Gazing at Ithaca

Valerie Bence 



On Mondays and Fridays we would travel back to Egypt, Greece and Rome

to Mesopotamia’s cradle of civilisation,

wander the fertile crescents fields of early wheat

and reeds grown for papyrus

or sink into inking-in Greek columns, imbibing their subtle differences;

Ionic, Doric, Corinthian,

you never know when that will come in handy…..

all this in books, so it must be true.

I scuff my unfashionable shoes

while swinging on a chair and hide myself in Babylon

looking for the Hanging Gardens.


I once spent a whole holiday, arms on the edge of a pool

gazing at Ithaca

only to discover on the last day

that it was on the other side of the island

and couldn’t be seen at all.

And now I know the Hanging Gardens weren’t built in Babylon

but in Ninevah



Marco Polo first named it Elephant Bird,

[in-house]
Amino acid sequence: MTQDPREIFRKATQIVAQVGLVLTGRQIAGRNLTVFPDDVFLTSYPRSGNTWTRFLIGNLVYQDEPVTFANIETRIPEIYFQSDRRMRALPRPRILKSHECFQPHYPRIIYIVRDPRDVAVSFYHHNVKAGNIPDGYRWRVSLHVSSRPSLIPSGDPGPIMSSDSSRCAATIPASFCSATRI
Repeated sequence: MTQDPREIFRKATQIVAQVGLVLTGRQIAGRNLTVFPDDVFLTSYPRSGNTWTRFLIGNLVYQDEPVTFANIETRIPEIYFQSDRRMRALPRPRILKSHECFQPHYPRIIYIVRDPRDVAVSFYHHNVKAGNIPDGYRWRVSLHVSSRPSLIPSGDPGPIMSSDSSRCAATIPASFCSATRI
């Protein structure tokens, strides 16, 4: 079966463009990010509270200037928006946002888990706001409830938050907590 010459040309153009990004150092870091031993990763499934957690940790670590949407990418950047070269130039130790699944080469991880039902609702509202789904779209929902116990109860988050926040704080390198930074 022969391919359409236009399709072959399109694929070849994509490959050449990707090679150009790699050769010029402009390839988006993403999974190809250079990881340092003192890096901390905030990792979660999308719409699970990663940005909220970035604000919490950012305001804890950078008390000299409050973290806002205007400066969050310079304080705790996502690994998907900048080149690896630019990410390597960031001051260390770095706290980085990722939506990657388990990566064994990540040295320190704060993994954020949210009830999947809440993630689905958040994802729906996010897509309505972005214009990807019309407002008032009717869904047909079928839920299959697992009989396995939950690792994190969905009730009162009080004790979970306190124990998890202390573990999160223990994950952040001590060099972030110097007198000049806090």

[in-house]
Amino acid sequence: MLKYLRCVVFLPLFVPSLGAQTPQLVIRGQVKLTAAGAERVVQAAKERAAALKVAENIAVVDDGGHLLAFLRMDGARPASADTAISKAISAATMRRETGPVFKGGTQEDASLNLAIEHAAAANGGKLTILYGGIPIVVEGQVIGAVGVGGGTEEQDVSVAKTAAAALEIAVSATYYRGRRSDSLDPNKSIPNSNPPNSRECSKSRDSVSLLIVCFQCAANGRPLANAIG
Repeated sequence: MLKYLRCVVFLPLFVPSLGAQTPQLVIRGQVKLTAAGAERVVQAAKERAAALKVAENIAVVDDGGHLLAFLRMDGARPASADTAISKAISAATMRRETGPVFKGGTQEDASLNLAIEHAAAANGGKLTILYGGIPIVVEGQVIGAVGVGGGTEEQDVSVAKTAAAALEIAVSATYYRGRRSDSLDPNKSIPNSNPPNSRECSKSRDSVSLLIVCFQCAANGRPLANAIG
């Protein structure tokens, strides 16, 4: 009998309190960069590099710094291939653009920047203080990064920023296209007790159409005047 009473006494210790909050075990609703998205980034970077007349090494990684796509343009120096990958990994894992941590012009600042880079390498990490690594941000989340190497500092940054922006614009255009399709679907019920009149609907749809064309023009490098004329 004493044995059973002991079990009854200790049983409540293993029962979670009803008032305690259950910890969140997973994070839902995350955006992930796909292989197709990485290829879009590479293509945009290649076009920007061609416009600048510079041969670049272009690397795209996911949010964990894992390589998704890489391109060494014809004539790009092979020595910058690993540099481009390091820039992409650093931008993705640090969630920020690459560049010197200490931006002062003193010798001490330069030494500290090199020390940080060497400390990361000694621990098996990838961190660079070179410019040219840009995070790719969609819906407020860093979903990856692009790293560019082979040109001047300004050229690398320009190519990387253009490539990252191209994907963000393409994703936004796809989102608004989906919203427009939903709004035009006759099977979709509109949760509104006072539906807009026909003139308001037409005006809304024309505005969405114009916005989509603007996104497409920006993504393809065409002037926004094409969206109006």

‘which feedeth its young on elephants’ held fast in gigantic talons,

Sinbad first thought it a cloud, come over the sun……called it Roc.

But the only possibility could not fly, was no hunter of elephants,

was a vegetarian, thick-necked bird

robust, cumbersome like a feathered tank

living one hundred years or more.


So, while no creature could lay this wondrous egg

it would be no surprise if one by one

this speckled mix of ready-mapped feathers

would take to the sky

like hummingbirds from their glass dome

and fly……….


View Poem Archive